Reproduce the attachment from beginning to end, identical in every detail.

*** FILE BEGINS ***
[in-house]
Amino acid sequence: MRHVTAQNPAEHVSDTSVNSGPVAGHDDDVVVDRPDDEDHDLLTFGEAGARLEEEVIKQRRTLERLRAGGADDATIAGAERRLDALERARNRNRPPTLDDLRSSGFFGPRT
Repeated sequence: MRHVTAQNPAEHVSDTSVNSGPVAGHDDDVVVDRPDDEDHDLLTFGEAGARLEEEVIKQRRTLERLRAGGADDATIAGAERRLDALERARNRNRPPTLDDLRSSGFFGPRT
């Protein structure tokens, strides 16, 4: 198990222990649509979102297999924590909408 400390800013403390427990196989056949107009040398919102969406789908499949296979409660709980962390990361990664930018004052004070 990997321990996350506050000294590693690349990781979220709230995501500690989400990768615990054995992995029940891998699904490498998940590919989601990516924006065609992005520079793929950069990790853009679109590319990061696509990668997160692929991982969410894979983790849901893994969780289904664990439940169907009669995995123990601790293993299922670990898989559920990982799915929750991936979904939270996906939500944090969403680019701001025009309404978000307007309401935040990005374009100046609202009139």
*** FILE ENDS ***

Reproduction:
[in-house]
Amino acid sequence: MRHVTAQNPAEHVSDTSVNSGPVAGHDDDVVVDRPDDEDHDLLTFGEAGARLEEEVIKQRRTLERLRAGGADDATIAGAERRLDALERARNRNRPPTLDDLRSSGFFGPRT
Repeated sequence: MRHVTAQNPAEHVSDTSVNSGPVAGHDDDVVVDRPDDEDHDLLTFGEAGARLEEEVIKQRRTLERLRAGGADDATIAGAERRLDALERARNRNRPPTLDDLRSSGFFGPRT
């Protein structure tokens, strides 16, 4: 198990222990649509979102297999924590909408 400390800013403390427990196989056949107009040398919102969406789908499949296979409660709980962390990361990664930018004052004070 990997321990996350506050000294590693690349990781979220709230995501500690989400990768615990054995992995029940891998699904490498998940590919989601990516924006065609992005520079793929950069990790853009679109590319990061696509990668997160692929991982969410894979983790849901893994969780289904664990439940169907009669995995123990601790293993299922670990898989559920990982799915929750991936979904939270996906939500944090969403680019701001025009309404978000307007309401935040990005374009100046609202009139």